Microsoft says hackers attacking energy grids using decades-old software

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Microsoft said this week that the technology, which was discontinued in 2005, is still widely used and poses threats and vulnerabilities to the power grid and the petroleum industry.

According to the tech giant, malicious hackers are gaining access to secure networks and devices through common Internet of Things or IoT devices before deploying payloads.

Microsoft said it looked at a report published by Recorded Future that was published in April 2022 that detailed a suspected electrical grid intrusion in India and found a common component that is vulnerable – the Boa web server.

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Boa servers are used to access settings, management consoles, and sign-in screens on devices, Microsoft said, and despite being discontinued in 2005, they are implemented by vendors.

The Boa vulnerability allows hackers to gain access to a network by collecting data from files.

When Microsoft looked into the Recorded Future report, it found that the Indian incident was one of several intrusion attempts to gain access to infrastructure in the subcontinent. The most recent attack was in October 2022.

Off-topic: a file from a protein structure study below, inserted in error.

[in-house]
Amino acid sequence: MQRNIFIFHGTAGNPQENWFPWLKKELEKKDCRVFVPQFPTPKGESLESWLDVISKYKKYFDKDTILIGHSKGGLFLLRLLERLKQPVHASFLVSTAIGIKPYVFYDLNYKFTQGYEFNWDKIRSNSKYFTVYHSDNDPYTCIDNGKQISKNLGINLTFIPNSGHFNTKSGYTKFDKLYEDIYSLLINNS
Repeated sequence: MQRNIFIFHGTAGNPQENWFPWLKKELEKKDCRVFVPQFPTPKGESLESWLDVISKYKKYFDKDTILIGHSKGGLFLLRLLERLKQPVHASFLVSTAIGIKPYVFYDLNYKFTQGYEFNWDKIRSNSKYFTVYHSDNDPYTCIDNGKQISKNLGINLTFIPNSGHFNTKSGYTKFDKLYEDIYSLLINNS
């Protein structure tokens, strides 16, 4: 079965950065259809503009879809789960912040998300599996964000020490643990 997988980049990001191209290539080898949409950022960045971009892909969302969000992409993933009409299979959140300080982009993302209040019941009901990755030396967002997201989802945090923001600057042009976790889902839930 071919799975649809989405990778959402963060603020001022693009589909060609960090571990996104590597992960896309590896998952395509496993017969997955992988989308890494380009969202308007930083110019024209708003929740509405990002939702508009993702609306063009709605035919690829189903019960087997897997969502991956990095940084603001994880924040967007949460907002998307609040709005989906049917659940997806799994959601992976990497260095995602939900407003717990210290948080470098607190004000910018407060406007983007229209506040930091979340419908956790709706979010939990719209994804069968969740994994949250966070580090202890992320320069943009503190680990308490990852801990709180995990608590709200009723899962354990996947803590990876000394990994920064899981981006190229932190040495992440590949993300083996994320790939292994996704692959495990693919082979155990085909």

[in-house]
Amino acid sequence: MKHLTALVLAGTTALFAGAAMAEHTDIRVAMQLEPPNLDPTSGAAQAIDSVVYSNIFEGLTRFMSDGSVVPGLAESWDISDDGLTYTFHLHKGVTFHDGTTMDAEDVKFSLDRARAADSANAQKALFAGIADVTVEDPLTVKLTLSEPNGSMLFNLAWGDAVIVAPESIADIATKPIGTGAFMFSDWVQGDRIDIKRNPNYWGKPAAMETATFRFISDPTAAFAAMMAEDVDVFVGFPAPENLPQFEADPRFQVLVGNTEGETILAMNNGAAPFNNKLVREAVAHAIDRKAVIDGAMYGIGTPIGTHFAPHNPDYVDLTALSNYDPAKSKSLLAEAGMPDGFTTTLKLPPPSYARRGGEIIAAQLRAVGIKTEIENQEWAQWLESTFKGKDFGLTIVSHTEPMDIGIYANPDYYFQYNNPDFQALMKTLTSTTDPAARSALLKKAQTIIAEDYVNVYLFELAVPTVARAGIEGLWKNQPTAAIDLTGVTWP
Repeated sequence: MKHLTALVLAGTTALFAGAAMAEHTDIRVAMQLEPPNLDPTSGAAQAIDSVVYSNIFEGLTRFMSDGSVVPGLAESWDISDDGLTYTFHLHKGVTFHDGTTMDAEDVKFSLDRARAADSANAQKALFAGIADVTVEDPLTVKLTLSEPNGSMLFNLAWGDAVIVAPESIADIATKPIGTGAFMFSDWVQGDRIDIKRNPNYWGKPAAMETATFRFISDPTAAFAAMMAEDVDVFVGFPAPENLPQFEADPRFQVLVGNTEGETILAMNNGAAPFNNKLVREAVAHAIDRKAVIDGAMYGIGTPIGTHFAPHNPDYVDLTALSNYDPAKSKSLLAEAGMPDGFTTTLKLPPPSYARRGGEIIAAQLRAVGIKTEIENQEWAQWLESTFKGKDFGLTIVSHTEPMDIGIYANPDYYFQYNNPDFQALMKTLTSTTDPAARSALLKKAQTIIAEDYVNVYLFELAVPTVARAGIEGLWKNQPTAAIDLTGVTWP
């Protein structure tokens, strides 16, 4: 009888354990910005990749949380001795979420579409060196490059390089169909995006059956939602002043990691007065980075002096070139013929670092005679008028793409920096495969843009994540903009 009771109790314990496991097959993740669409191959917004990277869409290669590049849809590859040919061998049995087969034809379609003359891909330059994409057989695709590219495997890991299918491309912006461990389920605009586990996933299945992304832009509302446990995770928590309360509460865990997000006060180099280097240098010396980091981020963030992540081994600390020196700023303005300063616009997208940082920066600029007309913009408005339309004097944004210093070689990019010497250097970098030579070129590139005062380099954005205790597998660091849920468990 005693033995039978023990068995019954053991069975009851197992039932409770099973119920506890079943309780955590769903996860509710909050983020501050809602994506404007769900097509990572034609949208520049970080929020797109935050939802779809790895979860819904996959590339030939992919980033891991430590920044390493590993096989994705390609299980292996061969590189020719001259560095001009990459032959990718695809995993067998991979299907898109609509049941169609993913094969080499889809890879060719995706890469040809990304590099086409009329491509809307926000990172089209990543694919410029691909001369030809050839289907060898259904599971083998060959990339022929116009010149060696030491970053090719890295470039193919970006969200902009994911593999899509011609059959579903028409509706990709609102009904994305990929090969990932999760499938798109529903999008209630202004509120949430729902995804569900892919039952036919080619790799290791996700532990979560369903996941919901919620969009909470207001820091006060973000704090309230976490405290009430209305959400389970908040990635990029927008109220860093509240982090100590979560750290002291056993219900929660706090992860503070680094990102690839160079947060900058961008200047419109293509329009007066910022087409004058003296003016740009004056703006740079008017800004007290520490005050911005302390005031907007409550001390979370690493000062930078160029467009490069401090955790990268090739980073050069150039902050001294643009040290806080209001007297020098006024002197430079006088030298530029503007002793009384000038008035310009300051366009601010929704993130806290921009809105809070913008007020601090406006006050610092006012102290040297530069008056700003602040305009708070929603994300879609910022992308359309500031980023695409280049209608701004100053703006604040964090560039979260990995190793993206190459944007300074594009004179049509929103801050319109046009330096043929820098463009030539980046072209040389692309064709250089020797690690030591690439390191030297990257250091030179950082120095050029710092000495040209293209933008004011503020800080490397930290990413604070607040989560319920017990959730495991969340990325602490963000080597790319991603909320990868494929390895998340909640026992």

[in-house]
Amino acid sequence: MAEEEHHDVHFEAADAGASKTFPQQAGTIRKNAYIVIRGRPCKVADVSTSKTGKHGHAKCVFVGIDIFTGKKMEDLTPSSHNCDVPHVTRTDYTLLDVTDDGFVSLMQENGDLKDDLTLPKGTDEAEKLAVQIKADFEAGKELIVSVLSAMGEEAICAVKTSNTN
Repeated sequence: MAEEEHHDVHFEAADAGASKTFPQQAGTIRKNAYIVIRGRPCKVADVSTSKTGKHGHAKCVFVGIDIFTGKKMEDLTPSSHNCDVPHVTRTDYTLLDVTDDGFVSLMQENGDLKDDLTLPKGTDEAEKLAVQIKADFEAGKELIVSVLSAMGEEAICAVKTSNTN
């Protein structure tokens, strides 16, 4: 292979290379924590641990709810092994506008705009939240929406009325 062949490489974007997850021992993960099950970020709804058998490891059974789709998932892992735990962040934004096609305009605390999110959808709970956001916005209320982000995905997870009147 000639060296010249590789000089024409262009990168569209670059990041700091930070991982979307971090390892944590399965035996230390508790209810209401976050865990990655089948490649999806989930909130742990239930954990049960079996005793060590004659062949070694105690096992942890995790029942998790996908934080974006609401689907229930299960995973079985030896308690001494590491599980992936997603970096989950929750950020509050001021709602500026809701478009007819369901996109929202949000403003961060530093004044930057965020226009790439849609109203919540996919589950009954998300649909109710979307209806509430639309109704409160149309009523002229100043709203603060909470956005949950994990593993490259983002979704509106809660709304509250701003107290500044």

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Some of the information obtained in the Indian Energy hack included sensitive employee information, financial records, client records, engineering drawings and private keys.

What all of the IP addresses evaluated by Microsoft had in common was that they were all running Boa servers. Another analysis found that 10% of IP addresses returned connections to important industries, such as the petroleum industry.

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These same IP addresses were linked to IoT devices, such as routers that had unpatched vulnerabilities.

“Microsoft sees attackers attempting to exploit Boa vulnerabilities,” the tech company said. “The popularity of the Boa web server is of particular concern because Boa has been formally discontinued since 2005.”

Microsoft said that within a week, its Defender Threat Intelligence platform found more than 1 million Internet-exposed Boa server components worldwide.

The largest share of those components was in India, while the US, Brazil and South America also showed large numbers.

To address these vulnerable components, Microsoft suggested organizations and network operators patch vulnerable devices and, if possible, find devices with vulnerable components and add measures to identify and detect malicious activities.

Microsoft says hackers attacking energy grids using decades-old software

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